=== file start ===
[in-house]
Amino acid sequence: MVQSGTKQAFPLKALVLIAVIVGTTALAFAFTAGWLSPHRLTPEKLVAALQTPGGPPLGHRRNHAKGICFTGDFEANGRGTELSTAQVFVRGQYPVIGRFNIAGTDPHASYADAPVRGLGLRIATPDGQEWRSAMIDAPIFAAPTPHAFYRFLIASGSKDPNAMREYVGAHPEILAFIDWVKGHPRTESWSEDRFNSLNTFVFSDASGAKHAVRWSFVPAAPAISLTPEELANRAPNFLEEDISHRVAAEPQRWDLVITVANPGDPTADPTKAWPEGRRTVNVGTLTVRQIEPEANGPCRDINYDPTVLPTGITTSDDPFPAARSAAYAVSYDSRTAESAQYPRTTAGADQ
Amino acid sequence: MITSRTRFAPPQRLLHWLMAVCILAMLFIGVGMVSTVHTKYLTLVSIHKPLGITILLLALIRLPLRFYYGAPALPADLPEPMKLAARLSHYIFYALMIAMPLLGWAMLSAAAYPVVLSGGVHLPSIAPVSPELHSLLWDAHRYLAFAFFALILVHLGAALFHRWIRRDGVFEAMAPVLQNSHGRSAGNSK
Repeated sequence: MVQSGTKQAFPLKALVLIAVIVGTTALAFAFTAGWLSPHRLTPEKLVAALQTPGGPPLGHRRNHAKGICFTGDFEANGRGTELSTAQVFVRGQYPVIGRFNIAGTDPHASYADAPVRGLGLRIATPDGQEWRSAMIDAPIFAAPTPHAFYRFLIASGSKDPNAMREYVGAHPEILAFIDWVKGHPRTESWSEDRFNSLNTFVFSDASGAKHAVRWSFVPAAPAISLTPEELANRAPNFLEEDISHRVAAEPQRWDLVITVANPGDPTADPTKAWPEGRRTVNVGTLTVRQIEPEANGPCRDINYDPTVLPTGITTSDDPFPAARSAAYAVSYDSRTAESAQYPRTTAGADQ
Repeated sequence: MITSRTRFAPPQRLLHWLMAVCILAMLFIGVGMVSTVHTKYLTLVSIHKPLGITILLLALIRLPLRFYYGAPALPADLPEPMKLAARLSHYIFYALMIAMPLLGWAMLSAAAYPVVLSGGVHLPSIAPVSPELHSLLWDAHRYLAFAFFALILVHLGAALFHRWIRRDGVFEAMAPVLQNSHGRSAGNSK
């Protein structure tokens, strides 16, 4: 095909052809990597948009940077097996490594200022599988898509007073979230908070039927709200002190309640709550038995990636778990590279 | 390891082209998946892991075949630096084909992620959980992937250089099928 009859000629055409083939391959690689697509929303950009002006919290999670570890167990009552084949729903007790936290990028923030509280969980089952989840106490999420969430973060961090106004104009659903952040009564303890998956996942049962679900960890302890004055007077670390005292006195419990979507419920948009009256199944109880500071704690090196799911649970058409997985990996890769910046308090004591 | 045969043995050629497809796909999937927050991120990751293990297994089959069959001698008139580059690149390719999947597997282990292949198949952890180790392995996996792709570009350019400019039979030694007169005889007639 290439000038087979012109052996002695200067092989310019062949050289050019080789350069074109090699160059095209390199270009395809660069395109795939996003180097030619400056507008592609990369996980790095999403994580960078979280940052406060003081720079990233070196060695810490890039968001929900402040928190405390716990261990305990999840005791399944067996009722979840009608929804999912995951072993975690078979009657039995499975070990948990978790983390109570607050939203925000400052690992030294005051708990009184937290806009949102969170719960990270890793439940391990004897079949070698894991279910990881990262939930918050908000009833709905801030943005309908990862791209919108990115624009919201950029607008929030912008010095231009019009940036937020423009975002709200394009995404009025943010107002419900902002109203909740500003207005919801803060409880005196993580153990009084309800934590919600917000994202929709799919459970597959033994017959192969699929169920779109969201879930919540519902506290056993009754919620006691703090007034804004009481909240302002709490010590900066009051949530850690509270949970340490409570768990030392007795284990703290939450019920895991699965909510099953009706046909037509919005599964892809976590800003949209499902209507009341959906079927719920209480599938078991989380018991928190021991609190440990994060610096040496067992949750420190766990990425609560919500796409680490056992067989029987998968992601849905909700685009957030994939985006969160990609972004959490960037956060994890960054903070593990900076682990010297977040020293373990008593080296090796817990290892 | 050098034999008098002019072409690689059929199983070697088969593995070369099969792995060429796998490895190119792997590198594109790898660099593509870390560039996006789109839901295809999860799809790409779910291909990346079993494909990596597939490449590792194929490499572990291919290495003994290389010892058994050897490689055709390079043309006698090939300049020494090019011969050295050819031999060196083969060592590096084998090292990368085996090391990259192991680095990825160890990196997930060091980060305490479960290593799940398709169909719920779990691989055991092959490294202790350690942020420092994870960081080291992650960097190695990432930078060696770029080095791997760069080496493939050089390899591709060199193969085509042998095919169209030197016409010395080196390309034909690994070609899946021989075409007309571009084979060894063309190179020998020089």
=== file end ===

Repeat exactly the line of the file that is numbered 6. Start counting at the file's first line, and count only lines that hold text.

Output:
């Protein structure tokens, strides 16, 4: 095909052809990597948009940077097996490594200022599988898509007073979230908070039927709200002190309640709550038995990636778990590279 | 390891082209998946892991075949630096084909992620959980992937250089099928 009859000629055409083939391959690689697509929303950009002006919290999670570890167990009552084949729903007790936290990028923030509280969980089952989840106490999420969430973060961090106004104009659903952040009564303890998956996942049962679900960890302890004055007077670390005292006195419990979507419920948009009256199944109880500071704690090196799911649970058409997985990996890769910046308090004591 | 045969043995050629497809796909999937927050991120990751293990297994089959069959001698008139580059690149390719999947597997282990292949198949952890180790392995996996792709570009350019400019039979030694007169005889007639 290439000038087979012109052996002695200067092989310019062949050289050019080789350069074109090699160059095209390199270009395809660069395109795939996003180097030619400056507008592609990369996980790095999403994580960078979280940052406060003081720079990233070196060695810490890039968001929900402040928190405390716990261990305990999840005791399944067996009722979840009608929804999912995951072993975690078979009657039995499975070990948990978790983390109570607050939203925000400052690992030294005051708990009184937290806009949102969170719960990270890793439940391990004897079949070698894991279910990881990262939930918050908000009833709905801030943005309908990862791209919108990115624009919201950029607008929030912008010095231009019009940036937020423009975002709200394009995404009025943010107002419900902002109203909740500003207005919801803060409880005196993580153990009084309800934590919600917000994202929709799919459970597959033994017959192969699929169920779109969201879930919540519902506290056993009754919620006691703090007034804004009481909240302002709490010590900066009051949530850690509270949970340490409570768990030392007795284990703290939450019920895991699965909510099953009706046909037509919005599964892809976590800003949209499902209507009341959906079927719920209480599938078991989380018991928190021991609190440990994060610096040496067992949750420190766990990425609560919500796409680490056992067989029987998968992601849905909700685009957030994939985006969160990609972004959490960037956060994890960054903070593990900076682990010297977040020293373990008593080296090796817990290892 | 050098034999008098002019072409690689059929199983070697088969593995070369099969792995060429796998490895190119792997590198594109790898660099593509870390560039996006789109839901295809999860799809790409779910291909990346079993494909990596597939490449590792194929490499572990291919290495003994290389010892058994050897490689055709390079043309006698090939300049020494090019011969050295050819031999060196083969060592590096084998090292990368085996090391990259192991680095990825160890990196997930060091980060305490479960290593799940398709169909719920779990691989055991092959490294202790350690942020420092994870960081080291992650960097190695990432930078060696770029080095791997760069080496493939050089390899591709060199193969085509042998095919169209030197016409010395080196390309034909690994070609899946021989075409007309571009084979060894063309190179020998020089």